Precision nutrition

A quote that Chloe often cites comes from Lord Kelvin, perhaps the most important physicist of the 19th Century: to measure is to know.” Precision nutrition is a different approach from formulating a feed based on the raw materials at hand, but instead measuring and analysing data regarding what’s happening on farm and using that information to create feed that will drive the required results. This will ultimately improve profitability in a way that simply targeting the best possible FCR will not.

“We should take an economic perspective,” says Chloe. “What is the farmer earning per kilo for his liveweight? What is the cost of wheat and barley? I don’t think you can formulate a feed programme in such basic terms anymore. We need to be more dynamic.”

A commercial nutritionist must account for breed specification, raw material availability, raw material cost, feed additive inclusion, physical properties, all balancing the physiological requirement of the bird. This means we don’t have a ‘’least-cost’’ formulation approach but an ‘’optimum-cost’’ approach. A way to manage this is to regularly simulate scenarios through a response model programme. 

This model would be more reactive and able to implement the different circumstances of an individual farm/company. Factors can include breed differences right through to housing and what a farm is seeking to achieve. For example, are they paid by breast meat yield or whole carcass weight? A dynamic model takes this and more into account. It processes income against cost and uses that to produce a programme of nutrition and phase feeding that best fits a farm’s unique requirements.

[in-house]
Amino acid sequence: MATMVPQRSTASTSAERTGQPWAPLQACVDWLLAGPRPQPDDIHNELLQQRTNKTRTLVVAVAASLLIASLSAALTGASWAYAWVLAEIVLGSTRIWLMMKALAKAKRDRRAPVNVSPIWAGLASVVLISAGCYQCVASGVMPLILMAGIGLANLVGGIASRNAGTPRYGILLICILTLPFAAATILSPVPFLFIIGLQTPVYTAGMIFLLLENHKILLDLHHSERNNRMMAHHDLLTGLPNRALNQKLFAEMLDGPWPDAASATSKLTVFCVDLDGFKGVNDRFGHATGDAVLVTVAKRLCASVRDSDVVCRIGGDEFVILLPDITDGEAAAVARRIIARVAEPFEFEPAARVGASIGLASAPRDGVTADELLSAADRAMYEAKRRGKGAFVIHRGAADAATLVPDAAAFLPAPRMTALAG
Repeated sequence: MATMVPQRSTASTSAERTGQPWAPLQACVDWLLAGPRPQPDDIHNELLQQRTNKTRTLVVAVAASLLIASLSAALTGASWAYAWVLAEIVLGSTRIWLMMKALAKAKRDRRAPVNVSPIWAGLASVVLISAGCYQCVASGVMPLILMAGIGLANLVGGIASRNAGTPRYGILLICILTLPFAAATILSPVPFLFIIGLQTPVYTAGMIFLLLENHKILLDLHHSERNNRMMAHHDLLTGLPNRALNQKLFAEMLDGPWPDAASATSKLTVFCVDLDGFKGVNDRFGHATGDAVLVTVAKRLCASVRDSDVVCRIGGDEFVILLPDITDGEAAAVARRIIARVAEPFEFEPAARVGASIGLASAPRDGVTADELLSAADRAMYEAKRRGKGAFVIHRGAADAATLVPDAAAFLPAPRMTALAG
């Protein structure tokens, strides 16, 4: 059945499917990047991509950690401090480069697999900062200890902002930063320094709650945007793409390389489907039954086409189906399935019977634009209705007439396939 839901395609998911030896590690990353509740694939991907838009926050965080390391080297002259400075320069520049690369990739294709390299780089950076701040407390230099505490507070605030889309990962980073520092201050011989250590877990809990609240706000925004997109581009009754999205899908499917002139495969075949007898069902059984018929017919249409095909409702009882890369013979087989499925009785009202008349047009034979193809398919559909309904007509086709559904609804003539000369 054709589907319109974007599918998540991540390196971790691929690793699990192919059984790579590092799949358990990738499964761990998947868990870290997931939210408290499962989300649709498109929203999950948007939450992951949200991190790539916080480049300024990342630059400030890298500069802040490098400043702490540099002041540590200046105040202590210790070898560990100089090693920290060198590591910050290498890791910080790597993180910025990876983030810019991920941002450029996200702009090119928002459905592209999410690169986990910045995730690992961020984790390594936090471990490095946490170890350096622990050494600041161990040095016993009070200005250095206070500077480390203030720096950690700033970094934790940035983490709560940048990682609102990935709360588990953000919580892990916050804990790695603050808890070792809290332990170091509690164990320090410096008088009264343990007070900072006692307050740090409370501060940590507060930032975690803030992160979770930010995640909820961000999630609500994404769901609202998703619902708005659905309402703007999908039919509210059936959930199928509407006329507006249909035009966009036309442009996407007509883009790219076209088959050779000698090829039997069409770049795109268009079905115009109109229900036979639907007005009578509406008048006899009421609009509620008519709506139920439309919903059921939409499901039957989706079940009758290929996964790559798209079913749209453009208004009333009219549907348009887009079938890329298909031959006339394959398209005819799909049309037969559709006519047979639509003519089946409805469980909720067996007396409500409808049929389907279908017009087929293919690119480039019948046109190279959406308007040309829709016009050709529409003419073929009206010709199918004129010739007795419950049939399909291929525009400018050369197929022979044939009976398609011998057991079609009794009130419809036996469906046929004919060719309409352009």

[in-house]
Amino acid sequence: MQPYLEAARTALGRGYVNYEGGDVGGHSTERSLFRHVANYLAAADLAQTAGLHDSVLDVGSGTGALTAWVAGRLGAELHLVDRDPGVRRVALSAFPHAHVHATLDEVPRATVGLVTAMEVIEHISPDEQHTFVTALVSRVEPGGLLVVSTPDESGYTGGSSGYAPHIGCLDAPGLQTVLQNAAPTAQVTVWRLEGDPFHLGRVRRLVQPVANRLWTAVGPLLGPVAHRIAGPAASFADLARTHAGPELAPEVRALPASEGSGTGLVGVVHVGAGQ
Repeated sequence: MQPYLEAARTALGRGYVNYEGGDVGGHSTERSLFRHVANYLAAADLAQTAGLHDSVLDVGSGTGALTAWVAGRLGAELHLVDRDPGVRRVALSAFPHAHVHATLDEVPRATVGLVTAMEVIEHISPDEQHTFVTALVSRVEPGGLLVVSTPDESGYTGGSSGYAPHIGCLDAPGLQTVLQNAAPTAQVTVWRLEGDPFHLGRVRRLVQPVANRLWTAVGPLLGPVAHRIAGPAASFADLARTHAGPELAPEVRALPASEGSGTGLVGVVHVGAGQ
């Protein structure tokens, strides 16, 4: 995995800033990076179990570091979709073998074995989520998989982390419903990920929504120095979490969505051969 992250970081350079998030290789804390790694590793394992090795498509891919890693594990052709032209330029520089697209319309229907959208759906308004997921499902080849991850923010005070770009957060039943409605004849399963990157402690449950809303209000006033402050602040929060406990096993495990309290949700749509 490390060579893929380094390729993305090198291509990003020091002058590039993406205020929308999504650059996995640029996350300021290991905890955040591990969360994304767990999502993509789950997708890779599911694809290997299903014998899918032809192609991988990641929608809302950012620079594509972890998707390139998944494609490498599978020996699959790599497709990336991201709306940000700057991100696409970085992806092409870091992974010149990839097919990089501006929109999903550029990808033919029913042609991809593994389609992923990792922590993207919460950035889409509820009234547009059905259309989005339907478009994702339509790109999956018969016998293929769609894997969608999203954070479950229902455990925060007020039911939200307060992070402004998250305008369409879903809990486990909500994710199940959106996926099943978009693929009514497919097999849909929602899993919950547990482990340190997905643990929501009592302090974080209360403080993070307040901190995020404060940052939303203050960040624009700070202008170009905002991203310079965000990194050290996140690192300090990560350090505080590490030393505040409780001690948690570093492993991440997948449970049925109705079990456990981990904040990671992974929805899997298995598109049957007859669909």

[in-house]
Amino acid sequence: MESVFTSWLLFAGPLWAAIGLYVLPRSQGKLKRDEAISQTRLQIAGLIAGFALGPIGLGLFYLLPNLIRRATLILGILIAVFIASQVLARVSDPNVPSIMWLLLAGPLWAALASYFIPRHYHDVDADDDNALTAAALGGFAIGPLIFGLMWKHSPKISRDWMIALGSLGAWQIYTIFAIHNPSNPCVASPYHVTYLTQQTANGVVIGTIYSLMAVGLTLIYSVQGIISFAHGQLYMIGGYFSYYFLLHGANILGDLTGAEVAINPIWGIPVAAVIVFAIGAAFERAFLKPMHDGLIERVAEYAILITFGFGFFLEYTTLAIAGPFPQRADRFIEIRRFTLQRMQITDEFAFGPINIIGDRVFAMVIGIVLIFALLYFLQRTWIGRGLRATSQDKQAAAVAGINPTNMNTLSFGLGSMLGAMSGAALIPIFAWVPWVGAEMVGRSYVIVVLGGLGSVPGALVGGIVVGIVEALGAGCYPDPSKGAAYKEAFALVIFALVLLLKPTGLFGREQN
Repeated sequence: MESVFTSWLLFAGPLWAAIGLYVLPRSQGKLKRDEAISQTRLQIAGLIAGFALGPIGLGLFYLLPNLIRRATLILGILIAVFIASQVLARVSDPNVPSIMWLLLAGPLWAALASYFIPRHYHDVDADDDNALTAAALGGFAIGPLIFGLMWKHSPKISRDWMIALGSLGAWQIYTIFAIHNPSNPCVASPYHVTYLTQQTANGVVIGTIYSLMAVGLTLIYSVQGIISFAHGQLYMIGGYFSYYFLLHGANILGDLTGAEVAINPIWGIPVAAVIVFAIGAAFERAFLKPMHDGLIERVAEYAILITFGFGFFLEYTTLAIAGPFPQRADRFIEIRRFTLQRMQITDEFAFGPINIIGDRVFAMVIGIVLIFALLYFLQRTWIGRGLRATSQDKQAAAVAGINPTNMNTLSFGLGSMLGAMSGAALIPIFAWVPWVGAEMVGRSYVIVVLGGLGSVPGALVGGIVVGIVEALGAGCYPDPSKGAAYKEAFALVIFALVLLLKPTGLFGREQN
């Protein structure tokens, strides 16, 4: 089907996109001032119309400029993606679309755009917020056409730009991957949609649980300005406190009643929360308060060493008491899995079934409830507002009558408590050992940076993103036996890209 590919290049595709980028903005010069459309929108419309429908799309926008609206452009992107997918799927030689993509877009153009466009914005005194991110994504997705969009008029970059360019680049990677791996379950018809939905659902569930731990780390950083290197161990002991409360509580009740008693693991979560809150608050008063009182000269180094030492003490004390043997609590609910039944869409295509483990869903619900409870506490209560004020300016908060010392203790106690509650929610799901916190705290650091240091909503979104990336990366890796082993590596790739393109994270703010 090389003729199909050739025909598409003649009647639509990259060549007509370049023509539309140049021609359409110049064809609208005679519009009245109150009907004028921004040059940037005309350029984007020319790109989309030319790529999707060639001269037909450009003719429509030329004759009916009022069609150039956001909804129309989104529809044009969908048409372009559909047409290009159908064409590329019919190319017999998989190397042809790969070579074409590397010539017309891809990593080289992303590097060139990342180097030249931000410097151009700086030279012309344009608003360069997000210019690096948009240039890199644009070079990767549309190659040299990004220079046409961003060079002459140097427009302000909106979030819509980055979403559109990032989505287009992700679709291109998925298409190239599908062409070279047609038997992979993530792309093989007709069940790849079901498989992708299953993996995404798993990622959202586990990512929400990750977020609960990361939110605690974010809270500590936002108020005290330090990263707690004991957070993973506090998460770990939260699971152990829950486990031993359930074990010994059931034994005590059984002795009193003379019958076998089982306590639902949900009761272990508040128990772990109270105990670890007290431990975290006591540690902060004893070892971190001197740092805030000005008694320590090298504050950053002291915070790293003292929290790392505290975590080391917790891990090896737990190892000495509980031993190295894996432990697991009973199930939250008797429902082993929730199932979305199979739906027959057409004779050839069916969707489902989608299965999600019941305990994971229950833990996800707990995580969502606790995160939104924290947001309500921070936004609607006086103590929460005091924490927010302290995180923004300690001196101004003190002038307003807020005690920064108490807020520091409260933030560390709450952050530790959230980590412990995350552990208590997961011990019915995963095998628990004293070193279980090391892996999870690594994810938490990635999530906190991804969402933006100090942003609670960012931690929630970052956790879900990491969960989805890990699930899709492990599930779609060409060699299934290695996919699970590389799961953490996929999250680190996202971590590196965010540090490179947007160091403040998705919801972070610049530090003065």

“Opportunities exist for a more dynamic approach to feed,” says Chloe. Markets are volatile and what we define as the most profitable specification today can be different tomorrow. “Through innovation we can use modern technology to create a complex computer modelling programme. This can incorporate these variables and the reactions to any adjustment. For example, we might increase or reduce amino acid levels, and see how the bird’s growth rate responds to that. When trying to determine the most efficient trajectory between the cost of raw materials and the farmer actually receiving payment, precision nutrition is the answer. Simply adopting a diet with the highest possible density will not produce results that match a more sophisticated and targeted approach.”

The next step

The poultry industry has made great advances in recent years. “Nutrition is a dynamic field with constant developments and innovations,” adds Edward. “However, the next step might be to look back at the basics. We should not assume that the foundations we operate from are unchangeable or perfect.”

Innovation and optimisation of current practises is the most practical way to effect positive change; with more and more data being collected in agriculture, poultry businesses are faced with an opportunity to improve decision-making and drive greater profitability. 

“Innovation and implementing these strategies will play more of a role in the near future,” adds Chloe. “Optimising performance and results at the farm level, while raising the bar for best practice, is a key concern when thinking about approaches to feed. In the future, we’ll likely see more and more businesses deriving greater efficiency from their birds via a more precise approach to feed and nutrition. Businesses with their eye on the horizon, who are willing to innovate, are set to gain the most.”